ROY points us at Hanson; wise commenters nail down what little he doesn't; commenter Riley, still battling respiratory crap and attendant five-thousand things left undone just as the leaves start to fall, decides mid-novella to just hijack the thing. Y'all can have your money back if not satisfied.
Now the first problem we ran into, about six paragraphs into our rough draft, was that there was no seamless way to work in the ad hominem attack on Hanson we'd been harboring since we saw him on the Military History channel a week ago, commenting on Cannae. You may recall (hope so; I'm too lazy to look it up) that one insomniac night a couple months back we innocently let run the final fifteen minutes of a replay of some History Channel Thermopylae thing which had been designed for a homoerotic piggyback ride on the PR campaign for 300, because we were interested in what came on next. It didn't occur to us, in the cognitive twilight, that 1) Victor Davis Hanson would turn up as a commenter, or 2) that, having done so, he'd blather something about urination and defecation, which, while perhaps the legitimate focus of the odd academic thought or two, yet required some measure of self-control to avoid guffawing loudly enough to wake my Poor Wife, especially when set against the Tom of Finland animation.
That one was my own fault. But the other day I clicked on the Cannae story and ran headlong into him. Which was objectionable on the grounds that 1) I can't believe my karma is that bad; and 2) Hanson's Great Battles Retold As Simple Moral Lessons For Kids From Eight to Ninety-Eight is particularly exposed by Hannibal's textbook double envelopment (see Robert Bateman). The only thing I had to add was this: Thank you, Professor Fucking Sominex. I'm guessing that either the tables at the War College are padded, or they recommended everyone attending Hanson's lectures keep his helmet on.
There are two salient beauties to this approach: one really needn't worry all that much about substantive criticism of an approach to historical scholarship that was outmoded before one's birth when potential critics have to decide, early on, whether to continue reading/listening to you or whether to continue breathing; and it's almost perfectly transferable to any other endeavor where facts may be discounted or dismissed as irrelevant. For instance, right-wing political commentary.
Anyhooo, I've always been fascinated by how this Degenerate (now also Liberal Anti-Capitalist) Pop Culture routine has managed to surf along behind the crest of the zeitgeist all these years and still remain in one spot.
Why not DVDs?
If I watch DVDs, they surely are not of recent vintage. I couldn’t tell you a single release in the current most rented 100. I rewatch instead Westerns—Peckinpaugh, John Ford, the classics like Shane and High Noon, the greats like Henry Fonda, James Stewart, Lee Marvin, George C. Scott, Kirk Douglas, Burt Lancaster, Paul Newman, John Wayne, etc., and, as I wrote a few months ago, almost anything with a brilliant, but now forgotten character actor such as a Jack Palance, Richard Boone (cf. Cicero Grimes in Hombre), Ben Johnson, or Warren Oates—if only for their accents, ad-libbed lines, and carriage. Only the greats like DeNiro or Pacino, or a Robert Duvall, Tommy Lee Jones, and a few others (a Hackman, Eastwood, or Hopkins) approximate the old breed. (A Mickey Rourke, Gary Oldman, or John Malkovich are at least originals and, like real people, look the worse for it). So I find myself replaying something like a Das Boot or Breaker Morant, or supposedly corny 1930s and 1940s classics like How Green Was My Valley or The Best Years of Our Lives. If I want to watch a film that failed at the box-office, I’ll take One-Eyed Jacks or Major Dundee or Pat Garret and Billy the Kid; their failures are better than today’s “successes”.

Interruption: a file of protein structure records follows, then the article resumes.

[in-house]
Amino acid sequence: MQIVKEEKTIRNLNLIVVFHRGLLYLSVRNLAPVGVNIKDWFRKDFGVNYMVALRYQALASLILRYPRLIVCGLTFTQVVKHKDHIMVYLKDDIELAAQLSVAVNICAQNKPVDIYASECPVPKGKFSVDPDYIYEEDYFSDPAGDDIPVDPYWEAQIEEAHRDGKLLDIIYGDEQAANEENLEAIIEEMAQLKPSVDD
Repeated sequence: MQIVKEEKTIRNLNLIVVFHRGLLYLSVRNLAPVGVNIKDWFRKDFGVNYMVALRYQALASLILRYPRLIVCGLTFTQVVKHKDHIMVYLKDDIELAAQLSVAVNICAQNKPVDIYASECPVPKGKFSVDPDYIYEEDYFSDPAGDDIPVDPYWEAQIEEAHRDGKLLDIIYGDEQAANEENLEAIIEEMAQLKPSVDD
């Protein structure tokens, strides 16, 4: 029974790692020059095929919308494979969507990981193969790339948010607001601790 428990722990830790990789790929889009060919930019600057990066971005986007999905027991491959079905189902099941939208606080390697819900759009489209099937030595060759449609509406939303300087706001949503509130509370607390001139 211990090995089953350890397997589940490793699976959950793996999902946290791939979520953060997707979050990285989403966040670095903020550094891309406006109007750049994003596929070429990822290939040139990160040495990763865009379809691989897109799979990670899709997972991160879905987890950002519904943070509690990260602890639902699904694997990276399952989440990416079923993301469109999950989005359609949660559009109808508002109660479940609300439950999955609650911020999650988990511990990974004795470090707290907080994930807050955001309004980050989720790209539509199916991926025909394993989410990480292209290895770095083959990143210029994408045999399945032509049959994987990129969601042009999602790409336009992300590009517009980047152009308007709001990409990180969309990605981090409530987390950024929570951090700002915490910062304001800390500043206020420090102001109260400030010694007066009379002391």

Now, as several of Roy's commenters pointed out, this condition, in the less inclined to attribute every minor irritation in life to the cryptic machinations of Big Liberal, is known as "getting old." But as Hanson and I are the same age, I note it's also something more: it's fake. Not that one can't adopt a nostalgia for an era one never knew, although this has it in spades, but for the sense that today's Hollywood has suddenly departed from a norm when in fact Hanson and I have grown up and grown old with his very complaints in our ears.
Not that the Right hasn't been chomping on roast leg of Hollywood since the Silents, but, y'know, how does a 55-year-old limn Peckinpah without recalling the uproar his work created at the time? Movies were too sexy, too violent, anti-American, morally relativist, and insufficiently uplifting forty fucking years ago. If you don't care to watch anything made after Todd-AO, fine by me. Just quit trying to pretend it's a recent development. Movies started blowin' shit up--I mean, started being about shit blowing up--with Jaws and Star Wars, not Transformers. You're sure going to miss 85% of what's worthwhile in the 30s if "anti-corporate" pushes your gorge to your throat. How can you watch even a standard Sheepherders vs. Cattlemen oater without flying off the handle? If "some gay or feminist heroes fending off club-bearing white homophobic Mississippians in pick-ups" ruin the cinematic experience for you, what of a few thousand hours of crock o'shit representations of The American Indian? If moral relativism gives you the fantods, skip noir, dude. For that matter you might want to concentrate on Grace Kelly's corset, and not the story line, in future screenings of High Noon.
In fact, let's just make this a general maxim: If you want to walk through Life guided by the idea that the American Railroad Baron is the victim of calumniously bad PR, finding suitable entertainment is not your biggest problem.